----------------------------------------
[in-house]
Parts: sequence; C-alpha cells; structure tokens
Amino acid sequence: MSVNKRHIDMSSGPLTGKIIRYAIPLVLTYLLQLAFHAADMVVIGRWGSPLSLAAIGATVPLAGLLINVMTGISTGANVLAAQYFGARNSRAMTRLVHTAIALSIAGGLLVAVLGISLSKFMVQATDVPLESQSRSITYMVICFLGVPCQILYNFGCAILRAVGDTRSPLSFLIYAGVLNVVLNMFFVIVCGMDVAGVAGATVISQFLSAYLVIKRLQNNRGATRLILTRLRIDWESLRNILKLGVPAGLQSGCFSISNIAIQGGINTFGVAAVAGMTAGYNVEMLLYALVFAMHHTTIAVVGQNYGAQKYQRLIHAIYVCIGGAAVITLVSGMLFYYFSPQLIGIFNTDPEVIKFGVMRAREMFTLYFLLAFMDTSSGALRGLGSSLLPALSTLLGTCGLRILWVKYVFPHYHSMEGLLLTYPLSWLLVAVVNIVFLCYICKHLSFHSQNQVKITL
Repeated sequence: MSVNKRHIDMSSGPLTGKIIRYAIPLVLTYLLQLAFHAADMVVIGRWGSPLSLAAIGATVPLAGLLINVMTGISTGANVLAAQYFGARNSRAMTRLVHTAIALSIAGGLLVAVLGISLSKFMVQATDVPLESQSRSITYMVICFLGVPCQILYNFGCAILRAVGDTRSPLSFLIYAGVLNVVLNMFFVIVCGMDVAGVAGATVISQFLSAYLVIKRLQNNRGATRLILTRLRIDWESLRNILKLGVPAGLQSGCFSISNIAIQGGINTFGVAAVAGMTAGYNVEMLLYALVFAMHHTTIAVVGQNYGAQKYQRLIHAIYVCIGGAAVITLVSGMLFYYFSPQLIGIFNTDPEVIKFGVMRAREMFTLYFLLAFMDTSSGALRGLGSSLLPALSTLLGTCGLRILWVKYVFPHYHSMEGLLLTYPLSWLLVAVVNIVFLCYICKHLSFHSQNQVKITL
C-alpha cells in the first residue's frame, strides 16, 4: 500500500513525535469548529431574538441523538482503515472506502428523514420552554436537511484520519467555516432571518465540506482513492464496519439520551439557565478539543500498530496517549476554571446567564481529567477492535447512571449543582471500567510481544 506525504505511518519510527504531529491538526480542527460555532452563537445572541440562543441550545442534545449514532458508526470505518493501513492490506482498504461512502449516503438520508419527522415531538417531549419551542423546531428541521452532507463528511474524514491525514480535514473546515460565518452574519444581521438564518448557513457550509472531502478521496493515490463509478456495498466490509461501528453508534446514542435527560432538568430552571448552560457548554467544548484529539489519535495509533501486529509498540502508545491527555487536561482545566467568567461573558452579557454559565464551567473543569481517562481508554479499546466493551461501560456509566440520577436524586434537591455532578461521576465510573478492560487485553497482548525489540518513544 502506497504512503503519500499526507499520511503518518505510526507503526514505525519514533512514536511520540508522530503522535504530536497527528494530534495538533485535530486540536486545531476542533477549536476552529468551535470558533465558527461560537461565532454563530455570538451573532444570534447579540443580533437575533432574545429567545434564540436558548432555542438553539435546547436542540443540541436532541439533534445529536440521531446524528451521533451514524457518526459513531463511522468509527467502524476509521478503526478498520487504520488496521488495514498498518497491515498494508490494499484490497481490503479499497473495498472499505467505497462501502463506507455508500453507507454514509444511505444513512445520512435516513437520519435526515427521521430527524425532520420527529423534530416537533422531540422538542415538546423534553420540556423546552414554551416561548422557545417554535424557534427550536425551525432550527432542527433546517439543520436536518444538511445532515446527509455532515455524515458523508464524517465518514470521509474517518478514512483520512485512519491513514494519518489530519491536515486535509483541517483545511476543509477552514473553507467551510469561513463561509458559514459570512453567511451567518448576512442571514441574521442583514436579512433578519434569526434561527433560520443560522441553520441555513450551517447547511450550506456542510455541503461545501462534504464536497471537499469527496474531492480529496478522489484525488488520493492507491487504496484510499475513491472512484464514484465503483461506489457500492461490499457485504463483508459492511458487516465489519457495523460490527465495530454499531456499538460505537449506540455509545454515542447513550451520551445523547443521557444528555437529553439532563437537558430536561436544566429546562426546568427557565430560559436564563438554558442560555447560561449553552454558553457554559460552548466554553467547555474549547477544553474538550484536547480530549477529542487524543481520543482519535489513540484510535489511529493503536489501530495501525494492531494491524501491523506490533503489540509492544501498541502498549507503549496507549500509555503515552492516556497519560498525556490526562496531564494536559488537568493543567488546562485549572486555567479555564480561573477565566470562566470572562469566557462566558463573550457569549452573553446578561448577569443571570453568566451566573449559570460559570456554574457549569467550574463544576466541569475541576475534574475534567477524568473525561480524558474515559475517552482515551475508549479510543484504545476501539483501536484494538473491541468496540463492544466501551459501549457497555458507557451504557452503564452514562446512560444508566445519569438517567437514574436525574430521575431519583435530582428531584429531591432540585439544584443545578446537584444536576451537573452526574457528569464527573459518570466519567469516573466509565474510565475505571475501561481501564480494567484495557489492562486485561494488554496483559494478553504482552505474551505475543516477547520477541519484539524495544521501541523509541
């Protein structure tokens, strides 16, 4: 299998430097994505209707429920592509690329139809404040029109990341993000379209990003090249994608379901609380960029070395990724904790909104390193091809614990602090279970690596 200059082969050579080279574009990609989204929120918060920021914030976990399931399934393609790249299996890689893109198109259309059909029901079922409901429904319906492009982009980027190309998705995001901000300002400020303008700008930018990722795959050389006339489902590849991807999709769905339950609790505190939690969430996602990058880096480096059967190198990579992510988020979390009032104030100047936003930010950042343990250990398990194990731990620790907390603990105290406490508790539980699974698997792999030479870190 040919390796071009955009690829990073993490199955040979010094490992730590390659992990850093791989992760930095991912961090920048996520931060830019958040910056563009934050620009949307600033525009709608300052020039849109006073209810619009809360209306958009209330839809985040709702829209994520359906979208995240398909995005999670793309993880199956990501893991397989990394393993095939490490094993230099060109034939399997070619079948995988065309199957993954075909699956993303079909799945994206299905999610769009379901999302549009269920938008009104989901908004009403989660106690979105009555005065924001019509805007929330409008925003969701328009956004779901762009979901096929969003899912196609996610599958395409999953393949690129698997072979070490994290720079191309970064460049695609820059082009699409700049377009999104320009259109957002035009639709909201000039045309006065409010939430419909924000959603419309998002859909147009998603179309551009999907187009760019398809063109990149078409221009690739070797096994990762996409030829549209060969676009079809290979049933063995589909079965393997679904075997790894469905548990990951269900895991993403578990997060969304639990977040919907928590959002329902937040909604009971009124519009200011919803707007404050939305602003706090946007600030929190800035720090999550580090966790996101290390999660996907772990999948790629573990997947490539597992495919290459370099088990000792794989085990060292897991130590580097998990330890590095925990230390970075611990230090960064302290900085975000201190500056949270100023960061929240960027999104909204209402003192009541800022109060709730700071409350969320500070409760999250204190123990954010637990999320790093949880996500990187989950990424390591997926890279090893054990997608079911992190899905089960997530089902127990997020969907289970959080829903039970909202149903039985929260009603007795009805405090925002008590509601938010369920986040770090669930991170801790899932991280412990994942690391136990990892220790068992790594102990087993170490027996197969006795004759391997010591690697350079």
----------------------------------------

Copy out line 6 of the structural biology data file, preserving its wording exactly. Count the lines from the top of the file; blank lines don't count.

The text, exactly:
């Protein structure tokens, strides 16, 4: 299998430097994505209707429920592509690329139809404040029109990341993000379209990003090249994608379901609380960029070395990724904790909104390193091809614990602090279970690596 200059082969050579080279574009990609989204929120918060920021914030976990399931399934393609790249299996890689893109198109259309059909029901079922409901429904319906492009982009980027190309998705995001901000300002400020303008700008930018990722795959050389006339489902590849991807999709769905339950609790505190939690969430996602990058880096480096059967190198990579992510988020979390009032104030100047936003930010950042343990250990398990194990731990620790907390603990105290406490508790539980699974698997792999030479870190 040919390796071009955009690829990073993490199955040979010094490992730590390659992990850093791989992760930095991912961090920048996520931060830019958040910056563009934050620009949307600033525009709608300052020039849109006073209810619009809360209306958009209330839809985040709702829209994520359906979208995240398909995005999670793309993880199956990501893991397989990394393993095939490490094993230099060109034939399997070619079948995988065309199957993954075909699956993303079909799945994206299905999610769009379901999302549009269920938008009104989901908004009403989660106690979105009555005065924001019509805007929330409008925003969701328009956004779901762009979901096929969003899912196609996610599958395409999953393949690129698997072979070490994290720079191309970064460049695609820059082009699409700049377009999104320009259109957002035009639709909201000039045309006065409010939430419909924000959603419309998002859909147009998603179309551009999907187009760019398809063109990149078409221009690739070797096994990762996409030829549209060969676009079809290979049933063995589909079965393997679904075997790894469905548990990951269900895991993403578990997060969304639990977040919907928590959002329902937040909604009971009124519009200011919803707007404050939305602003706090946007600030929190800035720090999550580090966790996101290390999660996907772990999948790629573990997947490539597992495919290459370099088990000792794989085990060292897991130590580097998990330890590095925990230390970075611990230090960064302290900085975000201190500056949270100023960061929240960027999104909204209402003192009541800022109060709730700071409350969320500070409760999250204190123990954010637990999320790093949880996500990187989950990424390591997926890279090893054990997608079911992190899905089960997530089902127990997020969907289970959080829903039970909202149903039985929260009603007795009805405090925002008590509601938010369920986040770090669930991170801790899932991280412990994942690391136990990892220790068992790594102990087993170490027996197969006795004759391997010591690697350079």